Joining in the royal wedding frenzy, and arguably slightly more tasteful than souvenirs like Crown Jewels condoms, here’s this week’s roundup of consumer and personal finance tips—including some money-saving advice to take away from William and Kate’s nuptials.
This week’s roundup also features tips from a couple who manage to throw a wedding for mere $2,500.
This week’s roundup also includes insights on technology rip-offs, the future of coupons, and tactics for handling everything from hard-nosed negotiations to selling stuff on Craigslist.
Also, why you should forget about self-help gurus—and follow the lead set by leprechauns instead.
So does that mean you’ll be able to scoop up a used, first-generation iPad on the cheap?
“If you’re buying trendy stuff, you’re going to spend more on it.”
“This plan seems more like a way for a retailer to add a higher-profit item to a low-margin sale than a great way for consumers to get a break on new gear. And it will make even less sense after Saturday when the program is no longer free.”
When buying a new car, trading in an old one is often part of the deal. Now, when consumers feel the need to upgrade their cell phones, it’s easy to trade in or sell their old handsets at the same store where they’re making their new purchase—including retailers like Kmart, Target, Office Depot, and RadioShack.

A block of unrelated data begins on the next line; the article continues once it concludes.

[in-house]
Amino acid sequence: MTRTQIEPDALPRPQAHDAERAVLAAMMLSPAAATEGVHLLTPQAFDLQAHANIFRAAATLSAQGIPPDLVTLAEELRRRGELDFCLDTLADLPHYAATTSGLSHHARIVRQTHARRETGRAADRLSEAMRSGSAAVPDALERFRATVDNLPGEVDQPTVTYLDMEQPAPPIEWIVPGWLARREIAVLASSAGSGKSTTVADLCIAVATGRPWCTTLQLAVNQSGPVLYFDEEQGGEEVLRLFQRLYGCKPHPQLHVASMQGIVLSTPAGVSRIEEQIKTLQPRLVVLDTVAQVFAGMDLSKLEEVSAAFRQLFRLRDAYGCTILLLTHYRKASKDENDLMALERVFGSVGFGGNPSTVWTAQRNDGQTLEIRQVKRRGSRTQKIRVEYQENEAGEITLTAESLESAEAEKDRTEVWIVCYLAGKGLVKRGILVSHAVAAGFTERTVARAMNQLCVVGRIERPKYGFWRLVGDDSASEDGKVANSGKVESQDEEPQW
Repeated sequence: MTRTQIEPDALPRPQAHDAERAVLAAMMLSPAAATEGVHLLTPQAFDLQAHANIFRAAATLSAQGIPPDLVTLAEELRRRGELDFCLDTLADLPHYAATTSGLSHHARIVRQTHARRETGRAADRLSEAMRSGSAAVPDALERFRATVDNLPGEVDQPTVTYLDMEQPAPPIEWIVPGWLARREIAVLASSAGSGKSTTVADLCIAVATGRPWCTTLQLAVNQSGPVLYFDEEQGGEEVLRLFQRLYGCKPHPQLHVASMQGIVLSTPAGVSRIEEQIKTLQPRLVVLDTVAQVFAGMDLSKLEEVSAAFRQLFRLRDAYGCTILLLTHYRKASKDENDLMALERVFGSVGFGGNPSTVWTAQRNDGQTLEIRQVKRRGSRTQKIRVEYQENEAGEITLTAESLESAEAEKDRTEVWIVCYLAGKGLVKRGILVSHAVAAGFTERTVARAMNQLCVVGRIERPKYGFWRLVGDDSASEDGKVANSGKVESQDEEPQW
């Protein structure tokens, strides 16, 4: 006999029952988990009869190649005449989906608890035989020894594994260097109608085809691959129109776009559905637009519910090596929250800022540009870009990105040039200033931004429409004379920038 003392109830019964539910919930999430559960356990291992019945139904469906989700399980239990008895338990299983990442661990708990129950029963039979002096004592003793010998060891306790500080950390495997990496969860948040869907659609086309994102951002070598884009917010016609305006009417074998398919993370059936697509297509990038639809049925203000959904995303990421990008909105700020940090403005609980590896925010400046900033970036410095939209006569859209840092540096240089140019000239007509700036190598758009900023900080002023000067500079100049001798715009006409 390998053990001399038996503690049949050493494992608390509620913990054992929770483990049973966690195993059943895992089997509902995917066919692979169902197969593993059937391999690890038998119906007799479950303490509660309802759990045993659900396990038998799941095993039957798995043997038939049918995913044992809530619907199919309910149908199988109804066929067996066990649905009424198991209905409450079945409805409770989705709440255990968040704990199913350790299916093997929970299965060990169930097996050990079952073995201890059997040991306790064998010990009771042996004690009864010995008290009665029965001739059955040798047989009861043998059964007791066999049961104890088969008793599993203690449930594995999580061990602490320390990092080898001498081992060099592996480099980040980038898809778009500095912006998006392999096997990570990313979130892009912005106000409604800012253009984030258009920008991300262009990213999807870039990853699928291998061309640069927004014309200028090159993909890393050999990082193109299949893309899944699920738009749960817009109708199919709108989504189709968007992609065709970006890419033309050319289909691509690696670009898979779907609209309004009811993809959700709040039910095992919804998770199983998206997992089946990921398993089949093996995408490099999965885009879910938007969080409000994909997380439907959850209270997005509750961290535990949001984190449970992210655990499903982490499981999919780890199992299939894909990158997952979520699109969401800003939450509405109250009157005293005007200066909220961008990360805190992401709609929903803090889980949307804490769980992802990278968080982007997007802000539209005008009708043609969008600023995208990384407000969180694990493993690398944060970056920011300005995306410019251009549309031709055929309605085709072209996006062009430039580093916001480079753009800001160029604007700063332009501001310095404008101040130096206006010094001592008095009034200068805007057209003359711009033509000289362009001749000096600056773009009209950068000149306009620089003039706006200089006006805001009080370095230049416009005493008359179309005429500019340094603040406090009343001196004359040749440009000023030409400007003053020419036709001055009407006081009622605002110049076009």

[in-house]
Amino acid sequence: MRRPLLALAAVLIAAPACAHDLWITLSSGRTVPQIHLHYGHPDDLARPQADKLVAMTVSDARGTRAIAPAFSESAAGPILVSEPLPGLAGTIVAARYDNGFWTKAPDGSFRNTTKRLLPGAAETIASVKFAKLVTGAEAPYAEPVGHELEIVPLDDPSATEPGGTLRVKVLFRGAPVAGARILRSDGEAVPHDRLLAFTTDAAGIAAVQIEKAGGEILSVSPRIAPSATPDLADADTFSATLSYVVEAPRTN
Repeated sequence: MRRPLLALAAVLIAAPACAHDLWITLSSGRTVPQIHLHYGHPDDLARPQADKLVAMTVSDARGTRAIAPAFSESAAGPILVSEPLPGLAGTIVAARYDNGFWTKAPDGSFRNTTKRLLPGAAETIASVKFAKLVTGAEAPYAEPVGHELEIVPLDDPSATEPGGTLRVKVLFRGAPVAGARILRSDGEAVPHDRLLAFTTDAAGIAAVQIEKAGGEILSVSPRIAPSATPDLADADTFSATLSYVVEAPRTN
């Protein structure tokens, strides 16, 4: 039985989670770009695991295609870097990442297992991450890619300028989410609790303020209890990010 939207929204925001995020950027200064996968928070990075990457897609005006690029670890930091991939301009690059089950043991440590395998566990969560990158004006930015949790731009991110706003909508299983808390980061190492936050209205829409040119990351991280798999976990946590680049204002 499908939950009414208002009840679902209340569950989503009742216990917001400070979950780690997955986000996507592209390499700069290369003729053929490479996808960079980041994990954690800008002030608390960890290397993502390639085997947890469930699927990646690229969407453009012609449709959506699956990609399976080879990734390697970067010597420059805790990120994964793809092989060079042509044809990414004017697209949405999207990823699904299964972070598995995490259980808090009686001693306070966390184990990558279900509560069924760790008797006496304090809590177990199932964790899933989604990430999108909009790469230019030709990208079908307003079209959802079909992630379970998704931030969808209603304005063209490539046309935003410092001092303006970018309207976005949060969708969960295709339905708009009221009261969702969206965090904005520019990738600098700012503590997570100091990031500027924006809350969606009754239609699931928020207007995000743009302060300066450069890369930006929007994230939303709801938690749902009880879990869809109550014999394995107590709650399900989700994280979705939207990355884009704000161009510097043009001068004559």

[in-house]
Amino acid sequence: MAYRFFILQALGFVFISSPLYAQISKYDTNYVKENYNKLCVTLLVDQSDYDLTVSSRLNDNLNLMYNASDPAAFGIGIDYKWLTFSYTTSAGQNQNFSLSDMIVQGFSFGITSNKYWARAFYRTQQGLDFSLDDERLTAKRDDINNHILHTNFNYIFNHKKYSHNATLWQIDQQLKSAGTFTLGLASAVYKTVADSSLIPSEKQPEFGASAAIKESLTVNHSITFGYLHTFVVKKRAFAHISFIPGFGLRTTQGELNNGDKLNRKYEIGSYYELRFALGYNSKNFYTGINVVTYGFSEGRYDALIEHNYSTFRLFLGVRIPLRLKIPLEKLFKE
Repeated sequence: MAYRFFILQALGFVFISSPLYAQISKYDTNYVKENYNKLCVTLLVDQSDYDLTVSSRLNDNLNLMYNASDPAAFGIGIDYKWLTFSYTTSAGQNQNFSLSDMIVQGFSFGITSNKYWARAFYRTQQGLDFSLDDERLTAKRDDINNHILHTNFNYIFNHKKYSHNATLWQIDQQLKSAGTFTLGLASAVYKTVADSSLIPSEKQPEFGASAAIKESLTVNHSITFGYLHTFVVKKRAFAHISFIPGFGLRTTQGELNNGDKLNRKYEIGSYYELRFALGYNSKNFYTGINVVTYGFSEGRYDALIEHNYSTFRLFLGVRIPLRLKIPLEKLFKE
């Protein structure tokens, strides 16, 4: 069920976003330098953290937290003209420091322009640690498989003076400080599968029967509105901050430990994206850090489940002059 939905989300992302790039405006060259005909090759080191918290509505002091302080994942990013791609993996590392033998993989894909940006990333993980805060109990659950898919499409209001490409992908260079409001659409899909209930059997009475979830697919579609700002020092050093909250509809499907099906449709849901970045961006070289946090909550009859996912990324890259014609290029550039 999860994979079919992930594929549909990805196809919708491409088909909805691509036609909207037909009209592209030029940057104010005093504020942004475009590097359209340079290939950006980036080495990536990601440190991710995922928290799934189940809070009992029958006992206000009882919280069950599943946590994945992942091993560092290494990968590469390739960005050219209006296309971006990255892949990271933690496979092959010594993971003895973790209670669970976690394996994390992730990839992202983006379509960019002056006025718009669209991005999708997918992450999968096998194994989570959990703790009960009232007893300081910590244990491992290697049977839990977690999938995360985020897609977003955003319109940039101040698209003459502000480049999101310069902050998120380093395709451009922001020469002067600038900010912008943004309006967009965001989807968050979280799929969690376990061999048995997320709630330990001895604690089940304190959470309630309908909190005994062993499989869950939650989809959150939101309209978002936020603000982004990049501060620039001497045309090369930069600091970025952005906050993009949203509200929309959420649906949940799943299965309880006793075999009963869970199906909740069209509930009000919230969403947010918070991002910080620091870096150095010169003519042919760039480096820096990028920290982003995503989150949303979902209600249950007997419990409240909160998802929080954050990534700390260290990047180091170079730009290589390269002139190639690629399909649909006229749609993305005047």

“Ever wonder what happens to the returned items that retailers take back from consumers, but can’t sell back on their shelves? A trip to a thrift store during this time of year will answer that question.”
A family from Alberta, Canada, has nearly completed a year-long experiment in which everything they buy—with a few exceptions for things like food and hygiene—must be previously owned.
Good, as in karma from accepting hand-me-downs graciously. Bad, as in “money jerks” who don’t pitch in for their share of restaurant bills (tips included) or who are constantly hitting you up to contribute to fundraisers. And Ugly, as in regularly checking the obituaries—so that you can anticipate where you’re likely to be able to …
Even if you think you’ll need the item multiple times, why bother paying full price for a new one when you can get it secondhand for a fraction of the retail cost?